HONG KONG--(BUSINESS WIRE)--RICS (Royal Institution of Chartered Surveyors) kicked off its second International Heritage Conservation Conference today at the premises of The Hong Kong Jockey Club. Officiated by Mr Clement Lau FRICS, Chair of RICS Hong Kong, Mr Wong Kam-sing, GBS, JP, Secretary for the Environment of Hong Kong SAR Government, Mr Winfried Engelbrecht-Bresges, GBS, JP, Chief Executive Officer, The Hong Kong Jockey Club, Mr Chris Brooke FRICS, Senior Vice President of RICS, Prof Daniel Ho FRICS, Chair of Organising Committee, and Mrs Edith Chan, Managing Director of RICS East Asia, the Conference gathered more than 200 industry professionals, business leaders, operators and government representatives to explore the social and economic benefits of built heritage conservation.
The Conference brought together leaders involved in planning, policy setting, preservation and the operation of built heritage properties to review revitalisation and adaptive reuse projects. Heritage conservation experts shared insights on planning policies to facilitate future projects in Hong Kong, and analysed adaptive reuse case studies including the former Central Police Station compound (Tai Kwun), Cangdong project in Kaiping, China, and the Crown Wine Cellars in Hong Kong. Participants of four breakout sessions explored conservation and planning policy, adaptive reuse design, economic feasibility, and operating heritage properties.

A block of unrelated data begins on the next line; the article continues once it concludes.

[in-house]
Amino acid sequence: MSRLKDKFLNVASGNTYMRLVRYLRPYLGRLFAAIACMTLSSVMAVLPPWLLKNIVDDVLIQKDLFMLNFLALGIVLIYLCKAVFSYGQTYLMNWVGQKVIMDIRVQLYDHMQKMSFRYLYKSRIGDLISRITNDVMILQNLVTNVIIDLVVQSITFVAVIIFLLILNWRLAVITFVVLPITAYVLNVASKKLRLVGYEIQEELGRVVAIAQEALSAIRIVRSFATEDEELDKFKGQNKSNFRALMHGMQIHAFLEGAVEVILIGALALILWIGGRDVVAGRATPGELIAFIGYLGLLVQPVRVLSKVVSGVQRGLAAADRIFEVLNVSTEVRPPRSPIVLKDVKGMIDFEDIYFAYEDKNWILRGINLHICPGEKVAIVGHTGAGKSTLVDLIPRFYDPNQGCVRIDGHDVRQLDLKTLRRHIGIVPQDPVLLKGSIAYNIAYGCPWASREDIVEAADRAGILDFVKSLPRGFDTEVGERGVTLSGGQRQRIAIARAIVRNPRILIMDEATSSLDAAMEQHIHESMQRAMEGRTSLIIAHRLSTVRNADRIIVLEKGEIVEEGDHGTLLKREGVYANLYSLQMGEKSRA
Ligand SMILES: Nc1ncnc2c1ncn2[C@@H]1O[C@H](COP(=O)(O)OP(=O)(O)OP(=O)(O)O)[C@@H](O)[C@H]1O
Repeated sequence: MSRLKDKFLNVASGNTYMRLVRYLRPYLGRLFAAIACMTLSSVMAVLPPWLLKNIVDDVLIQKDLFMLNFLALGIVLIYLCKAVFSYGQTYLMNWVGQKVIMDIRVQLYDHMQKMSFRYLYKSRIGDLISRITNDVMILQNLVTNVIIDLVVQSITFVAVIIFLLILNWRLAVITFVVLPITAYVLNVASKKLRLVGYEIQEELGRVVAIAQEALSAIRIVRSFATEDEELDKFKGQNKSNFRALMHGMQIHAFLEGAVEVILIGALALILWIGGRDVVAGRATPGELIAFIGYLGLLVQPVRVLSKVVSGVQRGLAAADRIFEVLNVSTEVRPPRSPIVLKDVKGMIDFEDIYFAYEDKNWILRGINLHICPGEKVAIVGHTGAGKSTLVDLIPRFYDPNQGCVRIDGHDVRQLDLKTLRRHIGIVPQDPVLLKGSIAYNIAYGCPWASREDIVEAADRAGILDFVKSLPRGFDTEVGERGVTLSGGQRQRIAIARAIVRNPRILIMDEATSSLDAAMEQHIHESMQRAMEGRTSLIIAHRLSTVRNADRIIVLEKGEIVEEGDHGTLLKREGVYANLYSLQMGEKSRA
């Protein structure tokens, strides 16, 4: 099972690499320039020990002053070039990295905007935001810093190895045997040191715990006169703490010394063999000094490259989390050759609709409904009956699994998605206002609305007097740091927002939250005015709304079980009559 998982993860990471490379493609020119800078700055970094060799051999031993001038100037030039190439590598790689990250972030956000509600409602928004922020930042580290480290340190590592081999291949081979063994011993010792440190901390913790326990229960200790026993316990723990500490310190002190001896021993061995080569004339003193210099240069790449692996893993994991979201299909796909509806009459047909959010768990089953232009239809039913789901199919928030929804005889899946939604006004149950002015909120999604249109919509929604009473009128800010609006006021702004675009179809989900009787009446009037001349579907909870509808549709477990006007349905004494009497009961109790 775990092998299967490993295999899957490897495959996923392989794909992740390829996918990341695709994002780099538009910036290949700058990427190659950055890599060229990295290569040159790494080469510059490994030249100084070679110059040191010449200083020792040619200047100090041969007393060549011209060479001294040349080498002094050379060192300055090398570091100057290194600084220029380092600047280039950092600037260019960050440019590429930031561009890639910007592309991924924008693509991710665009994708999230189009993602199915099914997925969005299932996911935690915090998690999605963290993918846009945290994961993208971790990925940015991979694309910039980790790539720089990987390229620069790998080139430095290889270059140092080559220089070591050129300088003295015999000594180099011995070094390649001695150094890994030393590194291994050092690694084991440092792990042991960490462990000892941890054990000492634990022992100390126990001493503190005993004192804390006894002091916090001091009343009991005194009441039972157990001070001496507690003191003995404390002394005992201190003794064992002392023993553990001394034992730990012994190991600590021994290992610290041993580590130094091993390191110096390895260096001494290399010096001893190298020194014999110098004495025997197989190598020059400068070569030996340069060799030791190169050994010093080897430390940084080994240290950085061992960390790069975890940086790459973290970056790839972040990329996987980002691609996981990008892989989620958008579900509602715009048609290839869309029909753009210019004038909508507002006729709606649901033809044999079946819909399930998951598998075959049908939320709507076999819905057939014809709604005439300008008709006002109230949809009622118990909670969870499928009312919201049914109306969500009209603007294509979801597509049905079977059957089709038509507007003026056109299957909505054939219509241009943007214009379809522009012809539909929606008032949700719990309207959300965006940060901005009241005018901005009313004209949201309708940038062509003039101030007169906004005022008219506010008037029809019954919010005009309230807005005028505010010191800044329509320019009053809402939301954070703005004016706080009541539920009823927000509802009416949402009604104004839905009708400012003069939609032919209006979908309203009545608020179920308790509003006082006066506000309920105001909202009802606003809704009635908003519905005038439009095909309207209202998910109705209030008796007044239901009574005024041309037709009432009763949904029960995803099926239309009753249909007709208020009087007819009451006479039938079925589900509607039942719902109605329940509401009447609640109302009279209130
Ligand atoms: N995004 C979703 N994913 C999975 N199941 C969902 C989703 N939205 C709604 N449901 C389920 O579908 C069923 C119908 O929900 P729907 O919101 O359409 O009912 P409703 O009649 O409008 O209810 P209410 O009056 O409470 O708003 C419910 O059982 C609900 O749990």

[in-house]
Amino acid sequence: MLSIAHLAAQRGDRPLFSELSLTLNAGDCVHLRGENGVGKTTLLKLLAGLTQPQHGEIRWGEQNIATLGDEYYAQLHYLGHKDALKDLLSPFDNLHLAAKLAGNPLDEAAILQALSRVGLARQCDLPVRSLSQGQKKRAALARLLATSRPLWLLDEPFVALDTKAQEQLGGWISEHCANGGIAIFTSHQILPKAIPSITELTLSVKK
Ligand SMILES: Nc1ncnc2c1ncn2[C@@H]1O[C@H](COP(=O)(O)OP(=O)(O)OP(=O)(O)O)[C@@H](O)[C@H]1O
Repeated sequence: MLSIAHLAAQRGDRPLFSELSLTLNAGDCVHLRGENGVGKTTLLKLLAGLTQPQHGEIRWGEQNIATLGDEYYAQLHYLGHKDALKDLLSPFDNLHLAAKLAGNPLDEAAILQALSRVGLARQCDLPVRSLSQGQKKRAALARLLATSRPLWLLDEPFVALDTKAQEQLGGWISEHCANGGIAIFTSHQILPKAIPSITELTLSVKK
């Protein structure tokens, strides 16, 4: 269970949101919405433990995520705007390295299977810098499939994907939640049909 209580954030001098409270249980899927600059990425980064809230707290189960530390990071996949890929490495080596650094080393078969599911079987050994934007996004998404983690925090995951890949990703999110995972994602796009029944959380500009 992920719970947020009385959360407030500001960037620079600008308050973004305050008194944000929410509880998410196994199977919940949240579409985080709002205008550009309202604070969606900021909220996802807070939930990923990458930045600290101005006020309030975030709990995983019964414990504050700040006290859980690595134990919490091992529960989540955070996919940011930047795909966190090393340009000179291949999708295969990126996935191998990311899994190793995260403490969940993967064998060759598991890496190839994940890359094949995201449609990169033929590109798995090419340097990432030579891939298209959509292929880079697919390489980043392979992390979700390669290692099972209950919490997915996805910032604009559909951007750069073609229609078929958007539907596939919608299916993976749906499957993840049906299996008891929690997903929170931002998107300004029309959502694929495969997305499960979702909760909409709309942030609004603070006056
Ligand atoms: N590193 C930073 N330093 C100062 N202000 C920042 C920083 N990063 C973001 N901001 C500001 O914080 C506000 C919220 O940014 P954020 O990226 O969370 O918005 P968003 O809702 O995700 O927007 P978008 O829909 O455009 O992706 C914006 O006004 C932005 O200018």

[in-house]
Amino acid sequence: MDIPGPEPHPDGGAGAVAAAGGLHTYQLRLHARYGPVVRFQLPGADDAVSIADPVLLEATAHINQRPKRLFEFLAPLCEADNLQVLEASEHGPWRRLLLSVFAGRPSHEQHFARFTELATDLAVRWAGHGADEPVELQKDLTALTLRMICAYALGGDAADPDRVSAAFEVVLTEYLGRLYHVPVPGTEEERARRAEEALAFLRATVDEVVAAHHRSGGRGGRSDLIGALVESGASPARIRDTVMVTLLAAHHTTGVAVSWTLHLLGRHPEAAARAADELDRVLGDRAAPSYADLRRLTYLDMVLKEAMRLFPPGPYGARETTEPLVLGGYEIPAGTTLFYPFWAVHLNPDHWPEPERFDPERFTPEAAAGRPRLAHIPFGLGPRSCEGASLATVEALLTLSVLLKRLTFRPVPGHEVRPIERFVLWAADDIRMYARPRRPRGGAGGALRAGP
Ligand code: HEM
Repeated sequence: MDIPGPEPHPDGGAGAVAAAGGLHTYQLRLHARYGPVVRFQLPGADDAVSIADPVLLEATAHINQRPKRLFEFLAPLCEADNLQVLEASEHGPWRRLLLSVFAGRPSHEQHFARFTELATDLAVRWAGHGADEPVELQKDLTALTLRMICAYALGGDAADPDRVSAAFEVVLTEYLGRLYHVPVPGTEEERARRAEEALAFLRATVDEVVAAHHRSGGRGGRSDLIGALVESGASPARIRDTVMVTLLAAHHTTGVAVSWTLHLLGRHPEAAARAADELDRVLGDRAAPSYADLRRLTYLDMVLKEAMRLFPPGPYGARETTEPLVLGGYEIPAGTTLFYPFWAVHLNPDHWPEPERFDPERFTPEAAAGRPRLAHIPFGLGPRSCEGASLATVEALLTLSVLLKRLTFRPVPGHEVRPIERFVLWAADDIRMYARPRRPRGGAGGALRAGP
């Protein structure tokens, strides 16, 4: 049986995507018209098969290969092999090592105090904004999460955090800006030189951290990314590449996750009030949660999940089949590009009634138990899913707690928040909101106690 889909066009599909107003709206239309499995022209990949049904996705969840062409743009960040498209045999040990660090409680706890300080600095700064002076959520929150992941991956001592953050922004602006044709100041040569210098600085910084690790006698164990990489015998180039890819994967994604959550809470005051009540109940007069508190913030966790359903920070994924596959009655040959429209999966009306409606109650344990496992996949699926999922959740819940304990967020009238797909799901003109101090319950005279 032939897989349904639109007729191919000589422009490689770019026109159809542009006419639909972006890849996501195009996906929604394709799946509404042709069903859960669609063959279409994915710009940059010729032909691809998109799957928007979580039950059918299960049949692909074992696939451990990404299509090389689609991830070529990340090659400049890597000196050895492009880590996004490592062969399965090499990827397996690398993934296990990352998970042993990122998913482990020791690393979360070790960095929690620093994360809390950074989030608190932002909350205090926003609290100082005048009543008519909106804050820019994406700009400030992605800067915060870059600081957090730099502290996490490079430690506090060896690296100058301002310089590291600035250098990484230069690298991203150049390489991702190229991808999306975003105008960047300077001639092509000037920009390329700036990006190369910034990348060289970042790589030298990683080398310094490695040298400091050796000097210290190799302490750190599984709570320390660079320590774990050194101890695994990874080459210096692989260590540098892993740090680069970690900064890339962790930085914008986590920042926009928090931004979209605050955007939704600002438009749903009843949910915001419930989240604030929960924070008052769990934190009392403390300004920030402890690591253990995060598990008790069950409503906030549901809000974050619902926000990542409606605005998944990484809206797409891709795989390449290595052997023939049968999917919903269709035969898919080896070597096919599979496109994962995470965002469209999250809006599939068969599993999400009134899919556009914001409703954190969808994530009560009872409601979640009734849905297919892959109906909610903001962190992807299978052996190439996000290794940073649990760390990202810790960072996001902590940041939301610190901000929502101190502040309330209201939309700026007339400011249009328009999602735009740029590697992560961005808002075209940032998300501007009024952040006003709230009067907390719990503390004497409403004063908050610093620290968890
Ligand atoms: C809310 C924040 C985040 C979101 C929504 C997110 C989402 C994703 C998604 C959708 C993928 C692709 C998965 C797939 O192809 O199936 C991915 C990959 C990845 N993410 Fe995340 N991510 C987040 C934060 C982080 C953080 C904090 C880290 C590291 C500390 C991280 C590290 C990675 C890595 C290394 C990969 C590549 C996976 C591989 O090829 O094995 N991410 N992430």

Mr Clement Lau FRICS, Chair of RICS Hong Kong Board, said, “In an era of rapid urbanisation and population growth, where cities face complex redevelopment challenges, heritage conservation and adaptive reuse must be considered as primary solutions – not just alternatives – in the growth and transformation process.”
Mr Wong Kam-sing, GBS, JP, Secretary for the Environment of Hong Kong SAR Government, said, “Hong Kong's unique architecture not only enriches its history and development, but also dotted its city landscape and community. For this reason, the government introduced the heritage conservation policy in 2007. In response to the policy, we respect private property ownership and consider cost-effective economic incentives to encourage owners of buildings with heritage value to support the conservation programme.”
Following the completion of the Conference, RICS will consolidate the discussions and suggestions made relating to the social and economic benefits of built heritage conservation for reference by built environment professionals.
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